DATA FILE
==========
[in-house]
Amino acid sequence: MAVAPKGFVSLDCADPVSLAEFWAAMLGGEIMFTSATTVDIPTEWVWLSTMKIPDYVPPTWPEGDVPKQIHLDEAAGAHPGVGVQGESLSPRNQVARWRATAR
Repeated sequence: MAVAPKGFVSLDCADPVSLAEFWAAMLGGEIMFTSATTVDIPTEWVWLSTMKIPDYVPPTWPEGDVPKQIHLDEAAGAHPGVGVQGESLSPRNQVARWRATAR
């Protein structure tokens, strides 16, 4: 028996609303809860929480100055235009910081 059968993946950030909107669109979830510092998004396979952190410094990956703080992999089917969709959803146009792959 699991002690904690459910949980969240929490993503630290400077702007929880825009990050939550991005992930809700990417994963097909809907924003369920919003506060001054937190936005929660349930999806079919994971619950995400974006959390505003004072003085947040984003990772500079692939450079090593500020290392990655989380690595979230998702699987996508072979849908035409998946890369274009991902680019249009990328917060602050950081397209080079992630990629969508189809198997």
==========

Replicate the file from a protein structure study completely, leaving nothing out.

[in-house]
Amino acid sequence: MAVAPKGFVSLDCADPVSLAEFWAAMLGGEIMFTSATTVDIPTEWVWLSTMKIPDYVPPTWPEGDVPKQIHLDEAAGAHPGVGVQGESLSPRNQVARWRATAR
Repeated sequence: MAVAPKGFVSLDCADPVSLAEFWAAMLGGEIMFTSATTVDIPTEWVWLSTMKIPDYVPPTWPEGDVPKQIHLDEAAGAHPGVGVQGESLSPRNQVARWRATAR
């Protein structure tokens, strides 16, 4: 028996609303809860929480100055235009910081 059968993946950030909107669109979830510092998004396979952190410094990956703080992999089917969709959803146009792959 699991002690904690459910949980969240929490993503630290400077702007929880825009990050939550991005992930809700990417994963097909809907924003369920919003506060001054937190936005929660349930999806079919994971619950995400974006959390505003004072003085947040984003990772500079692939450079090593500020290392990655989380690595979230998702699987996508072979849908035409998946890369274009991902680019249009990328917060602050950081397209080079992630990629969508189809198997």